“Yeeyy, I would love to” was the response I gave when I was asked by Alice Lang to act as though I was dead. Alice was to install one of her, what we both call, “cocoon works” in a window space for a Wandering Room exhibition Her work was made out of pre-loved fabric sewn together with puckered holes into a shape that reminds me of a giant dried pale-coloured coral emerging on a floor like a tipi. I call her work cocoon, because her work is made out of sheets, stuffed with soft filling, thus it seem like it can envelop a person in a comfortable and protective way. I was to lay still under the work for two hours.
Alice took me to the back to entrance of the window space where I entred through a small door. When I first saw inside of the space, I got worried about stagnant air, or lack of oxygen flow to be more precise, and in my mind came “so I might die tonight whilst I am acting dead?” I admittedly have had fear of death, though death is the only certain and inevitable truth in life. When I was little, for a little while I was obsessed and terrified with a vision of myself placed in a coffin, which was just about to be sent into a cremator every night before falling asleep. This useless fear of the only truth of life, I thought, had lessened with age, but I realised upon first experiencing the inside of the space that it had only been in a hybernation.
I was placed under the cocoon with a pillow between floor and me. My couple of hours of dead act started. From where I was, I had a good view of details of stitching, print on the fabric, and negative space her work created and the light came through that. The stitching was tiny and neat, I felt the eyestrain and lots of finger pricking, but I am not sure if she sews impatiently like I do to end up with bloody flingers. The fabric was soft white with small and pale coloured print work. It seemed something that is made for baby clothes, which I suspect meant to feel safe and comfortable, and I felt that way looking at it. The view through the negative space of the work, I remember it as merely bright air.
The sound came from other side of the window, people speculating about the legs they could see, friends saying hello to me and banging on the widow and laughter. Ignoring the temptation to respond to the people on the other side of the window, I lie flat still remaining as an object. My job was to be a part of the artwork, a dead body, an object and not a person for two hours. The sound of people’s voice became a buzz, pure noise of kind. There was a noise that sounded like muffled heartbeats, which, I found out later, was the sound of the performance by kitten Party. I adjusted myself to the surrounding environment and the novelty of the dead act in a cocoon was fading fast.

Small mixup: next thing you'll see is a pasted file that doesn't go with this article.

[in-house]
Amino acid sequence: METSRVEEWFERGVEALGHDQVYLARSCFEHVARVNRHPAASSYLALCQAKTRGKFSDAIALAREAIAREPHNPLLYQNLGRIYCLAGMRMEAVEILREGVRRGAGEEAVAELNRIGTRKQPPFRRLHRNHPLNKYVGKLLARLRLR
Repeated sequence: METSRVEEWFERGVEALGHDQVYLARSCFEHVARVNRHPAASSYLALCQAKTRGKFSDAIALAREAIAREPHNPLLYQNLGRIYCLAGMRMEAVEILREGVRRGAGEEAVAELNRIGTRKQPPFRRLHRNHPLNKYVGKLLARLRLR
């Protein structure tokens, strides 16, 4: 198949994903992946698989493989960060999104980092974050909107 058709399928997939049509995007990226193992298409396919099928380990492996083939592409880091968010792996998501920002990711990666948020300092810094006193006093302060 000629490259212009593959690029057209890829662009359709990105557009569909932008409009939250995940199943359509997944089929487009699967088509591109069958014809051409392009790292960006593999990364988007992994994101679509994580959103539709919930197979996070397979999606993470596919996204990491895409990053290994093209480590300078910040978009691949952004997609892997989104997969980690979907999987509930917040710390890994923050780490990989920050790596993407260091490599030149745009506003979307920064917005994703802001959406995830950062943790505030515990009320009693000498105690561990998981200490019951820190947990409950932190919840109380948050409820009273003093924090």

After a while, the concrete I was laying on started to feel rigid and bone- chilling against my back, “will this become unbearable?” My attempt to get myself comfortable was arrested by my ambition to be an inanimate object. I was an inanimate object, because I choose to act that way. Quietly, I always have had trouble with the idea of being animate and inanimate. The term inanimate translates as not lively in the same manner as animals and humans are. Why do we compare humans and animals against the other objects when we know that each stone, tree, water and everything else has its life and function, though it may appear not physically move about.
The outside world lost its significance and relevance to my being. In my head it kept repeating, “I am an inanimate object thus I don’t move, but I am an animate existence”. Having these thoughts along with the pure noise and the concrete sensation along backside of my body, I became numbed or void or might have fallen asleep. I am not sure what exactly happened but all the noise, icy plate concrete ground and my ambition to be a still object seemed to have vaporised altogether. I have no idea of how long this state went for. But when I came back to be aware of my surroundings, I got obsessed over the frozen concrete. The concrete never warmed up for the whole time. My focus shifted to my back, how cold it felt. I wanted to get up and leave the bloodless concrete but I could not. The more I got obsessed over it, the more distracted I became. I could hear all the talking outside again, and I wanted to get out, I became fidgety. And I heard my phone, a text message from Alice, “do you want to get out?” “Yaa, I WANT TO GET OUT” and I got out.
By Akiko Yamasaki
From Independent Press